Alex & Sergey, founders of IntyLab - an Interactive design studio shaping the world as they like it

Alex & Sergey, founders of IntyLab - an Interactive design studio shaping the world as they like it

The day I met Alex was a very busy time. Sergey, his partner, and their team were working on 3 big projects for an international event taking place 2 days later. Technical and design issues had not all been solved yet. The studio was buzzing in a very quiet and concentrated way, perhaps in view of some sleepless nights.

Basically, this is what these guys do: creative coding, 3D real-time graphics, data visualisation, holographic projections, light and sound design. With these toys, they give life to events, exhibition booths, concerts and push the limits of reality and information.

In spite of the threatening deadlines, the atmosphere was light and what transpired from Alex’s words was passion for the game rather than stress. Indeed, the whole work process is about how to “ transform something very boring into something enjoyable”.


For that, the studio runs its own method. Here is a glimpse of it:

Work process at the studio

  • brief from the client : At first, we always have a lot of discussions with the client. It usually takes around two weeks just going over things.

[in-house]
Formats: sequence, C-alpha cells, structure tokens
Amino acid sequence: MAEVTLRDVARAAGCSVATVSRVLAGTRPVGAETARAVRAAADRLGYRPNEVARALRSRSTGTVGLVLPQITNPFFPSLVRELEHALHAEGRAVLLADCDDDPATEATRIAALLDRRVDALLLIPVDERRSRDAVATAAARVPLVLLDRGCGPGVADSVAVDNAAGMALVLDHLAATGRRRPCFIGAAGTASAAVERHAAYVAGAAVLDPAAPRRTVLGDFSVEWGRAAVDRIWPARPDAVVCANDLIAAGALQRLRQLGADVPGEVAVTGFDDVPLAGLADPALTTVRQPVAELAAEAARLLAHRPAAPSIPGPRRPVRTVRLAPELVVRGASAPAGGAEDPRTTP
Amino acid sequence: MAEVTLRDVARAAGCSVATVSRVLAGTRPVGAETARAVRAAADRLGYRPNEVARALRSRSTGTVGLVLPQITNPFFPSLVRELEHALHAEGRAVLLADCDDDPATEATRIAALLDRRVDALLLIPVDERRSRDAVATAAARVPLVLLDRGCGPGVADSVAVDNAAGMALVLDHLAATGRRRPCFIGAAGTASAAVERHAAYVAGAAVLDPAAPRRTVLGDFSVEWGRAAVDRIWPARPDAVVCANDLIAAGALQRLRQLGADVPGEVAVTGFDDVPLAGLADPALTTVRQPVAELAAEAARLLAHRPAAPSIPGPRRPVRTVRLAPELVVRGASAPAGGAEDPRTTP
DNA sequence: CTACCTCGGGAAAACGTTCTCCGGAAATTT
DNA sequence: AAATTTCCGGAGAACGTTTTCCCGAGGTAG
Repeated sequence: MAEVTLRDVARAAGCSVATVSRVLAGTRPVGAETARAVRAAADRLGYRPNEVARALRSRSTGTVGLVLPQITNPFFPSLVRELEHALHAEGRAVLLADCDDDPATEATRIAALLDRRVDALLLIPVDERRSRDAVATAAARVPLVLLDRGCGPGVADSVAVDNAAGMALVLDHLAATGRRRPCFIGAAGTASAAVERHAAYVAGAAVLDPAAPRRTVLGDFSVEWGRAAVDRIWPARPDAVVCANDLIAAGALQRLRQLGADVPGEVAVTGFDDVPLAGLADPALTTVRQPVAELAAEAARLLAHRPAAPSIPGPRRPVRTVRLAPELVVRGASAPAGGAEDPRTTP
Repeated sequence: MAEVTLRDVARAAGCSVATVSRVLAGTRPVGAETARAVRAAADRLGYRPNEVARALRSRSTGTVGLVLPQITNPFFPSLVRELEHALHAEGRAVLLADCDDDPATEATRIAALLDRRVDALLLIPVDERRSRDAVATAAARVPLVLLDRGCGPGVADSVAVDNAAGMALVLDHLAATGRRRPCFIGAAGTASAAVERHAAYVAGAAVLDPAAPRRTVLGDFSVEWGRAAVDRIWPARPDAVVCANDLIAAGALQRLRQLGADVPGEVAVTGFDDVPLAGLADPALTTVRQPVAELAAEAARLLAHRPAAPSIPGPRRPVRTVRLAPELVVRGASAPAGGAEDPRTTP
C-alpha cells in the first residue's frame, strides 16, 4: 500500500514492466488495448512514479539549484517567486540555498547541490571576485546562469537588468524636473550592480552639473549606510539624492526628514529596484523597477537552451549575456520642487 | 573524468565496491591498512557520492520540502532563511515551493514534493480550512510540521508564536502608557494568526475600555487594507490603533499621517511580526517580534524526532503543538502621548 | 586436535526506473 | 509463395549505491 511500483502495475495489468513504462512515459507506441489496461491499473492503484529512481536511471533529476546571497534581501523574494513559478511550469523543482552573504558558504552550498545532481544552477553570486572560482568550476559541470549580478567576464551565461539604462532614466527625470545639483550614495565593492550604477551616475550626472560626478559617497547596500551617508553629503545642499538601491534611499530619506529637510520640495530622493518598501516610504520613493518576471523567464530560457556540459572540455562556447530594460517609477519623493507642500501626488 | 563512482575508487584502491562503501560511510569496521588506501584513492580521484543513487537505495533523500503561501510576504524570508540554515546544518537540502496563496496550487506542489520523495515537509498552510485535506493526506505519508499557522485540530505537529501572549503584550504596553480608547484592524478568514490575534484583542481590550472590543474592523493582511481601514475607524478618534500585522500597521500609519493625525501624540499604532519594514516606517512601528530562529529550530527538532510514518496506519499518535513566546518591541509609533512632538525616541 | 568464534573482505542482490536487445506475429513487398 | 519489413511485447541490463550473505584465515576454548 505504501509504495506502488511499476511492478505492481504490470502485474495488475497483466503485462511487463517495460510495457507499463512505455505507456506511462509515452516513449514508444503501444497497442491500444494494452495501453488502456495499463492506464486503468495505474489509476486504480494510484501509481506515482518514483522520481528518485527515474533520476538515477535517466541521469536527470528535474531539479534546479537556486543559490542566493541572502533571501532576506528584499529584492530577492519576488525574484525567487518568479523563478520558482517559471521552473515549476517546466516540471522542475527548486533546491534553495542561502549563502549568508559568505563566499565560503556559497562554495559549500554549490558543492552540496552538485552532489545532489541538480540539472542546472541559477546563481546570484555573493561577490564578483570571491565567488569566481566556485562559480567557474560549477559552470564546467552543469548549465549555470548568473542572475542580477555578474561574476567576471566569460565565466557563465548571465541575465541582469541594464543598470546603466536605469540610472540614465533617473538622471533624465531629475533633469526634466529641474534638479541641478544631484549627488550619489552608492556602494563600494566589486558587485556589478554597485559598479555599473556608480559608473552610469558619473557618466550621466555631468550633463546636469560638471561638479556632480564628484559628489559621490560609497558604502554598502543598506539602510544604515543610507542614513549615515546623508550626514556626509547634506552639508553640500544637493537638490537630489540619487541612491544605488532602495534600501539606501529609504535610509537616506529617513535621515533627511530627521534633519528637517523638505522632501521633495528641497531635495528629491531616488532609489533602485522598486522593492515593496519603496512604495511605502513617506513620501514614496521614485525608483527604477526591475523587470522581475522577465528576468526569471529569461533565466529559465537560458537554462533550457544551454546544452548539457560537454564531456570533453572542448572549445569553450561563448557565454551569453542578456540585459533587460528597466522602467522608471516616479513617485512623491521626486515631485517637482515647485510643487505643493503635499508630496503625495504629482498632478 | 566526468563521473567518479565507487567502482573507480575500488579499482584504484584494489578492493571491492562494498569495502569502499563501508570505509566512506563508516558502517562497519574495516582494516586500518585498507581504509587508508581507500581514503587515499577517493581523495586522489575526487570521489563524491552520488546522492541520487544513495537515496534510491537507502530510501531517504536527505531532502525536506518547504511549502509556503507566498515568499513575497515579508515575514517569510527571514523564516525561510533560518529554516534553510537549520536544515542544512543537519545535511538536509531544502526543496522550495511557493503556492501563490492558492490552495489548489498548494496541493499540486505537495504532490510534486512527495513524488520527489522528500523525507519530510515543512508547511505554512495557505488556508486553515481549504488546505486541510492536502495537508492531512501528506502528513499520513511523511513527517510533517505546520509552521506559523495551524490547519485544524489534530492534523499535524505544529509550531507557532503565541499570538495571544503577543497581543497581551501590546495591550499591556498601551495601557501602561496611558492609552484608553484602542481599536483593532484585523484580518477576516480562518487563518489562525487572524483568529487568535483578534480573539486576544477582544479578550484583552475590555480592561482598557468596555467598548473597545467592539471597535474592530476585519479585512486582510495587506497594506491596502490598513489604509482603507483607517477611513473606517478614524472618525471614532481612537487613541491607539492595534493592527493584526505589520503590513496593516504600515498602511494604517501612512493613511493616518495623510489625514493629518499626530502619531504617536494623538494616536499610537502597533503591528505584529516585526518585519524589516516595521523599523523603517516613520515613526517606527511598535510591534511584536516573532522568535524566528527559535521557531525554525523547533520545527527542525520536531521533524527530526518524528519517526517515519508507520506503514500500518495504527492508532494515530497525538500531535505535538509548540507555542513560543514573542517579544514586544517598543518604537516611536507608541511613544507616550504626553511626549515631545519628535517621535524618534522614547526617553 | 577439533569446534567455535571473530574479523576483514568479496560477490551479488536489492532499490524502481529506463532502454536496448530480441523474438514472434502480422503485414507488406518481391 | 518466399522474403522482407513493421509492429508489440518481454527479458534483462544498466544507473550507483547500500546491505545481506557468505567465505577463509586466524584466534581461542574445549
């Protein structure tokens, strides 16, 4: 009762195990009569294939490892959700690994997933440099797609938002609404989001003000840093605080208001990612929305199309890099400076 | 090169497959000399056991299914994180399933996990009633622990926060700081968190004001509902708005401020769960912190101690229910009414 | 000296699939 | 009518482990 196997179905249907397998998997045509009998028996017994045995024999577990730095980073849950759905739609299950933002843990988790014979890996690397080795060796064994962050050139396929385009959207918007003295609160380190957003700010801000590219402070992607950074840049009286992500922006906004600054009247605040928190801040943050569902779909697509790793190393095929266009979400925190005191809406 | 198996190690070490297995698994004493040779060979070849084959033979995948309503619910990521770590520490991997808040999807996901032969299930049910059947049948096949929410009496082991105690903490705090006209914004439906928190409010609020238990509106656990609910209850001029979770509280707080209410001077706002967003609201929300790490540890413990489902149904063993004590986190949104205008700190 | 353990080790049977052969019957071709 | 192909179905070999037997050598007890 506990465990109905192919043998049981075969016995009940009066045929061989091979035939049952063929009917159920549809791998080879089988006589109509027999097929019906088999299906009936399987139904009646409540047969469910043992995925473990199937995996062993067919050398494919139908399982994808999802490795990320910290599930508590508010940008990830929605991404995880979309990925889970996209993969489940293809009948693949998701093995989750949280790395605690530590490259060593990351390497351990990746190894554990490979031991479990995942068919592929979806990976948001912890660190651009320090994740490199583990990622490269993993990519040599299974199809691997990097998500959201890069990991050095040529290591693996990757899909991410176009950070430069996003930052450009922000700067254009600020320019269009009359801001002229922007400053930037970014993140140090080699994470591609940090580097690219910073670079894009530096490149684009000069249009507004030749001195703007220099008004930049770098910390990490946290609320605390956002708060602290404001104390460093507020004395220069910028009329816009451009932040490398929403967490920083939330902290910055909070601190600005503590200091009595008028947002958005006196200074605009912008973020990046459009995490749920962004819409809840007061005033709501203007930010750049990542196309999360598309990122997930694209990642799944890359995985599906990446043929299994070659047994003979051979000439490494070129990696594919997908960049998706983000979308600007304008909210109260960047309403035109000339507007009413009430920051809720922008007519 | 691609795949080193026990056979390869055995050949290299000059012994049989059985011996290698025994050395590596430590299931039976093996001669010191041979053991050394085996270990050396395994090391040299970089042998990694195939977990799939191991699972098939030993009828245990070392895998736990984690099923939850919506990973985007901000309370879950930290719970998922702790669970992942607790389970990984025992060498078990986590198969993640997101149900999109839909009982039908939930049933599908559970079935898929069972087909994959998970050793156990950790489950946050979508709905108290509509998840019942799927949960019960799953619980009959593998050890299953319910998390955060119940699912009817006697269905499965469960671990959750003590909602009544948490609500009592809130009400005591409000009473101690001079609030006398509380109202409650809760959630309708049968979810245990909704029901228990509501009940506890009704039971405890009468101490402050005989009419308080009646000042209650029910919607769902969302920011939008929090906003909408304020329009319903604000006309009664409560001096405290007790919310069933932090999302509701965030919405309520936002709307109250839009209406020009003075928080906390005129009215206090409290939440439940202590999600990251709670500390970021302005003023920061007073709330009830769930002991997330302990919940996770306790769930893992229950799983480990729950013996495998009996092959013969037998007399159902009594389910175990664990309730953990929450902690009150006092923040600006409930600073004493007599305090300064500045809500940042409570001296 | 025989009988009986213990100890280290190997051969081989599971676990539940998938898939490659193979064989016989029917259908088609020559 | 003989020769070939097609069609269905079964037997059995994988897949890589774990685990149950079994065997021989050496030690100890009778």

• for that we gather a group project : it usually consists of a producer - the guy who connects the project manager and the client with all the technical people and the designers, a project manager - who works with a client and content.

  • the project manager starts to collect content from the client’s side.

  • the group project brainstorms about the content structure and how we should display it. When we agree on a concept, we do a storyboard, with sketches of all these phases.

  • the project manager demonstrates the idea to the client, detailing what we want to show and how we will do it.

  • once the client agrees on it, we use the validated presentation to build the content structure

  • then we fill in our project management tool with details of who does what. The idea is to split the tasks in order to work simultaneously: technical guys start to create the virtual prototype. The designer collects a moodboard for the project to have a feeling of style. While someone is working on animation, typography and design, another guy develops the core engine where everything will be inserted further.

  • eventually we merge everything together and start a check phase where we do bug tests and changes from clients’ side.

The system works well as, without any publicity, clients flow in, bringing a great amount of work to the team and leaving the studio with the obligation to turn down 60% of requests.


Getting there